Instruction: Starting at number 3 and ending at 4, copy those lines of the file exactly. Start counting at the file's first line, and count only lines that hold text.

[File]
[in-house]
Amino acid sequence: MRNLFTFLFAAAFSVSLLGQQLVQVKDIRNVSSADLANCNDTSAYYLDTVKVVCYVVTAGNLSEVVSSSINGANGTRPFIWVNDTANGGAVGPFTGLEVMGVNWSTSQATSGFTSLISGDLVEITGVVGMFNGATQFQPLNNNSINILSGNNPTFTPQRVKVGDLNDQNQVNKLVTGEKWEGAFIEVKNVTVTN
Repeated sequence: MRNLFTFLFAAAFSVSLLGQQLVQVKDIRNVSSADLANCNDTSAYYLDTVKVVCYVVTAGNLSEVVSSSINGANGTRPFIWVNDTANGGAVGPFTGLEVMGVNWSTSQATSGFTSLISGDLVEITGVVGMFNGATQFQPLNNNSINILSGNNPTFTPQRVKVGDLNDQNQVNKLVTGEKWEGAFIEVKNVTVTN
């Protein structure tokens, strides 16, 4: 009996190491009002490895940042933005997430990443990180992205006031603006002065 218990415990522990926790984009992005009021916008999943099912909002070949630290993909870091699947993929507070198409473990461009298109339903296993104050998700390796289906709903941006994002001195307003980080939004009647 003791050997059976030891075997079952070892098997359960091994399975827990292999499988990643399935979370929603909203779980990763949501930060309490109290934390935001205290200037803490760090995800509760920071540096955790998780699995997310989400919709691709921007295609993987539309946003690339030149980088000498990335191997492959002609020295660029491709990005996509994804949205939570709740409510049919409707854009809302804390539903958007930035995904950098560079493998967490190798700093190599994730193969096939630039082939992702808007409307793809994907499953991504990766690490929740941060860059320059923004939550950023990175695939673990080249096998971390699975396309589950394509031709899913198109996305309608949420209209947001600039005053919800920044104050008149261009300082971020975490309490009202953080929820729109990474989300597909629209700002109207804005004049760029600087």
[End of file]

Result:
Repeated sequence: MRNLFTFLFAAAFSVSLLGQQLVQVKDIRNVSSADLANCNDTSAYYLDTVKVVCYVVTAGNLSEVVSSSINGANGTRPFIWVNDTANGGAVGPFTGLEVMGVNWSTSQATSGFTSLISGDLVEITGVVGMFNGATQFQPLNNNSINILSGNNPTFTPQRVKVGDLNDQNQVNKLVTGEKWEGAFIEVKNVTVTN
């Protein structure tokens, strides 16, 4: 009996190491009002490895940042933005997430990443990180992205006031603006002065 218990415990522990926790984009992005009021916008999943099912909002070949630290993909870091699947993929507070198409473990461009298109339903296993104050998700390796289906709903941006994002001195307003980080939004009647 003791050997059976030891075997079952070892098997359960091994399975827990292999499988990643399935979370929603909203779980990763949501930060309490109290934390935001205290200037803490760090995800509760920071540096955790998780699995997310989400919709691709921007295609993987539309946003690339030149980088000498990335191997492959002609020295660029491709990005996509994804949205939570709740409510049919409707854009809302804390539903958007930035995904950098560079493998967490190798700093190599994730193969096939630039082939992702808007409307793809994907499953991504990766690490929740941060860059320059923004939550950023990175695939673990080249096998971390699975396309589950394509031709899913198109996305309608949420209209947001600039005053919800920044104050008149261009300082971020975490309490009202953080929820729109990474989300597909629209700002109207804005004049760029600087």